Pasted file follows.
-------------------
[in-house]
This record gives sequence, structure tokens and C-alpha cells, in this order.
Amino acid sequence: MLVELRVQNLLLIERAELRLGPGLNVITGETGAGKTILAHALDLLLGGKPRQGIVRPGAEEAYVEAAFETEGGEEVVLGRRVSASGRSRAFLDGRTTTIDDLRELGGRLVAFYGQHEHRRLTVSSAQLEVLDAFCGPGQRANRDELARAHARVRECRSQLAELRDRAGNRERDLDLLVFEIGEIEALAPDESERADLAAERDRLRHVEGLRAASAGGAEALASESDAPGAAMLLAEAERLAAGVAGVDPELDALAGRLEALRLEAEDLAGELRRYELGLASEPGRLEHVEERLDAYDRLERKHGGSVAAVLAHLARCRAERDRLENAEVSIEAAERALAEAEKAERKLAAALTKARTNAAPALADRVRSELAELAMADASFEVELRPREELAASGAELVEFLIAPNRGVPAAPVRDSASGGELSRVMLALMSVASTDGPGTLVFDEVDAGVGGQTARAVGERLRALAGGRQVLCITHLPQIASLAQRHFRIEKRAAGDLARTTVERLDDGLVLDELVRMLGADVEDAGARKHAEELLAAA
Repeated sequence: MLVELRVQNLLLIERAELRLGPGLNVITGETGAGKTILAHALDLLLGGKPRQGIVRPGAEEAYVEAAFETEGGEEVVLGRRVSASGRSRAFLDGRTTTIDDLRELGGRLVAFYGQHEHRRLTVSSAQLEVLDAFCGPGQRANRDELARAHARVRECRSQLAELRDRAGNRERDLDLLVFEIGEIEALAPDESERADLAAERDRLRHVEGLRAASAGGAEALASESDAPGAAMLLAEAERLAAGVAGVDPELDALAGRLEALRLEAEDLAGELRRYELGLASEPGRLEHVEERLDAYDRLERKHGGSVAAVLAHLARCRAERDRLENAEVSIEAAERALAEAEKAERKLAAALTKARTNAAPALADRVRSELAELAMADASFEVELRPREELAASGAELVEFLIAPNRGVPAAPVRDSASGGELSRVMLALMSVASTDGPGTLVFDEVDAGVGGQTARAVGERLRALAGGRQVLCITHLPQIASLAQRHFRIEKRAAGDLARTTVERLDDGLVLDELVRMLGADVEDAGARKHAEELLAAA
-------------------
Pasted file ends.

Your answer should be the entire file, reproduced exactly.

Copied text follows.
[in-house]
This record gives sequence, structure tokens and C-alpha cells, in this order.
Amino acid sequence: MLVELRVQNLLLIERAELRLGPGLNVITGETGAGKTILAHALDLLLGGKPRQGIVRPGAEEAYVEAAFETEGGEEVVLGRRVSASGRSRAFLDGRTTTIDDLRELGGRLVAFYGQHEHRRLTVSSAQLEVLDAFCGPGQRANRDELARAHARVRECRSQLAELRDRAGNRERDLDLLVFEIGEIEALAPDESERADLAAERDRLRHVEGLRAASAGGAEALASESDAPGAAMLLAEAERLAAGVAGVDPELDALAGRLEALRLEAEDLAGELRRYELGLASEPGRLEHVEERLDAYDRLERKHGGSVAAVLAHLARCRAERDRLENAEVSIEAAERALAEAEKAERKLAAALTKARTNAAPALADRVRSELAELAMADASFEVELRPREELAASGAELVEFLIAPNRGVPAAPVRDSASGGELSRVMLALMSVASTDGPGTLVFDEVDAGVGGQTARAVGERLRALAGGRQVLCITHLPQIASLAQRHFRIEKRAAGDLARTTVERLDDGLVLDELVRMLGADVEDAGARKHAEELLAAA
Repeated sequence: MLVELRVQNLLLIERAELRLGPGLNVITGETGAGKTILAHALDLLLGGKPRQGIVRPGAEEAYVEAAFETEGGEEVVLGRRVSASGRSRAFLDGRTTTIDDLRELGGRLVAFYGQHEHRRLTVSSAQLEVLDAFCGPGQRANRDELARAHARVRECRSQLAELRDRAGNRERDLDLLVFEIGEIEALAPDESERADLAAERDRLRHVEGLRAASAGGAEALASESDAPGAAMLLAEAERLAAGVAGVDPELDALAGRLEALRLEAEDLAGELRRYELGLASEPGRLEHVEERLDAYDRLERKHGGSVAAVLAHLARCRAERDRLENAEVSIEAAERALAEAEKAERKLAAALTKARTNAAPALADRVRSELAELAMADASFEVELRPREELAASGAELVEFLIAPNRGVPAAPVRDSASGGELSRVMLALMSVASTDGPGTLVFDEVDAGVGGQTARAVGERLRALAGGRQVLCITHLPQIASLAQRHFRIEKRAAGDLARTTVERLDDGLVLDELVRMLGADVEDAGARKHAEELLAAA